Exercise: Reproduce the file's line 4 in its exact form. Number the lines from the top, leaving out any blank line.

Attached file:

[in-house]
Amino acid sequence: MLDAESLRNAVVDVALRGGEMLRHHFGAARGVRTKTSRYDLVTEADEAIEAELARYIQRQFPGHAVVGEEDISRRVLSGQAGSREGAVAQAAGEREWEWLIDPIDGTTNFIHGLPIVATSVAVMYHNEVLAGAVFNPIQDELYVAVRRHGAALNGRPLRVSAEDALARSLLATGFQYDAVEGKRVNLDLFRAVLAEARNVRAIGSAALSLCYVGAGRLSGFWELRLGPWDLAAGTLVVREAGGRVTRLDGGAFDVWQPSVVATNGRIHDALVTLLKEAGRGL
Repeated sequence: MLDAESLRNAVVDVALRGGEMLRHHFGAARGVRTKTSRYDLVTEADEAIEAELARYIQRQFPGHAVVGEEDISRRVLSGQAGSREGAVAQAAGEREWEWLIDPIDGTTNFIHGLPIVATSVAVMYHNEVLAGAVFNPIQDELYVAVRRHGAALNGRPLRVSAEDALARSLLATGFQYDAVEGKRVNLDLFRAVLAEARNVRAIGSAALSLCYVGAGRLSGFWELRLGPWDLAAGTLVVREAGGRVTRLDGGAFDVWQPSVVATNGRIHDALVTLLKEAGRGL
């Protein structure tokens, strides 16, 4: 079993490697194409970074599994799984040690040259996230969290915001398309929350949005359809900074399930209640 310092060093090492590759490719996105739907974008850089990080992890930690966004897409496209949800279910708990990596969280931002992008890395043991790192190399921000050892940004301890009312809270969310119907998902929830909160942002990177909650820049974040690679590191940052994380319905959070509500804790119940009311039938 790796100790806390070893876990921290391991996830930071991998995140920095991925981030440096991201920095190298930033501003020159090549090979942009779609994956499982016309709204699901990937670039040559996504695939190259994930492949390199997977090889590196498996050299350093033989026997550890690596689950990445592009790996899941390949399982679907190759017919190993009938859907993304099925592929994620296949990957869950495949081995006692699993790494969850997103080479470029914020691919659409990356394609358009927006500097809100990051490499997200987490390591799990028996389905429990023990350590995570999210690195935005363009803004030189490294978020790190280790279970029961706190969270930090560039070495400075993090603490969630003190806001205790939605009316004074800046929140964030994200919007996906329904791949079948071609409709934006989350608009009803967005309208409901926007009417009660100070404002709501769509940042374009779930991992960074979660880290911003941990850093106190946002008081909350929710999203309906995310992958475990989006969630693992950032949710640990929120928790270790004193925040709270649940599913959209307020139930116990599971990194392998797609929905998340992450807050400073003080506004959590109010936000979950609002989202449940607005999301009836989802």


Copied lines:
């Protein structure tokens, strides 16, 4: 079993490697194409970074599994799984040690040259996230969290915001398309929350949005359809900074399930209640 310092060093090492590759490719996105739907974008850089990080992890930690966004897409496209949800279910708990990596969280931002992008890395043991790192190399921000050892940004301890009312809270969310119907998902929830909160942002990177909650820049974040690679590191940052994380319905959070509500804790119940009311039938 790796100790806390070893876990921290391991996830930071991998995140920095991925981030440096991201920095190298930033501003020159090549090979942009779609994956499982016309709204699901990937670039040559996504695939190259994930492949390199997977090889590196498996050299350093033989026997550890690596689950990445592009790996899941390949399982679907190759017919190993009938859907993304099925592929994620296949990957869950495949081995006692699993790494969850997103080479470029914020691919659409990356394609358009927006500097809100990051490499997200987490390591799990028996389905429990023990350590995570999210690195935005363009803004030189490294978020790190280790279970029961706190969270930090560039070495400075993090603490969630003190806001205790939605009316004074800046929140964030994200919007996906329904791949079948071609409709934006989350608009009803967005309208409901926007009417009660100070404002709501769509940042374009779930991992960074979660880290911003941990850093106190946002008081909350929710999203309906995310992958475990989006969630693992950032949710640990929120928790270790004193925040709270649940599913959209307020139930116990599971990194392998797609929905998340992450807050400073003080506004959590109010936000979950609002989202449940607005999301009836989802």